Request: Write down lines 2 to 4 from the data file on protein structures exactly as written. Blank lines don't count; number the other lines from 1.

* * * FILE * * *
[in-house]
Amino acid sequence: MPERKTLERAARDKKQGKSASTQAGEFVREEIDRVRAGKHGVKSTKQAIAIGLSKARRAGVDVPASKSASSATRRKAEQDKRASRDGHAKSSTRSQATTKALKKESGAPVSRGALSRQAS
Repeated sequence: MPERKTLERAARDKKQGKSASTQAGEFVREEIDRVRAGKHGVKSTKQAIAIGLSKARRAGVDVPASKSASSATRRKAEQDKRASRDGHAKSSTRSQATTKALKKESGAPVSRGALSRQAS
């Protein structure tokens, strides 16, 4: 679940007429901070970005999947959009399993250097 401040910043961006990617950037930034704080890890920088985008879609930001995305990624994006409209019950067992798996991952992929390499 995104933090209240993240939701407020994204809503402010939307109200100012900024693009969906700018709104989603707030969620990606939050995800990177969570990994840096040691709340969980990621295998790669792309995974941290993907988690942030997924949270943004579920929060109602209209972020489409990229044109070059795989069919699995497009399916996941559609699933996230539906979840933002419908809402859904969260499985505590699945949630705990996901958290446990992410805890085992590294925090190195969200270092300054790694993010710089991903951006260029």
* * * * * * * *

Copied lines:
Amino acid sequence: MPERKTLERAARDKKQGKSASTQAGEFVREEIDRVRAGKHGVKSTKQAIAIGLSKARRAGVDVPASKSASSATRRKAEQDKRASRDGHAKSSTRSQATTKALKKESGAPVSRGALSRQAS
Repeated sequence: MPERKTLERAARDKKQGKSASTQAGEFVREEIDRVRAGKHGVKSTKQAIAIGLSKARRAGVDVPASKSASSATRRKAEQDKRASRDGHAKSSTRSQATTKALKKESGAPVSRGALSRQAS
């Protein structure tokens, strides 16, 4: 679940007429901070970005999947959009399993250097 401040910043961006990617950037930034704080890890920088985008879609930001995305990624994006409209019950067992798996991952992929390499 995104933090209240993240939701407020994204809503402010939307109200100012900024693009969906700018709104989603707030969620990606939050995800990177969570990994840096040691709340969980990621295998790669792309995974941290993907988690942030997924949270943004579920929060109602209209972020489409990229044109070059795989069919699995497009399916996941559609699933996230539906979840933002419908809402859904969260499985505590699945949630705990996901958290446990992410805890085992590294925090190195969200270092300054790694993010710089991903951006260029």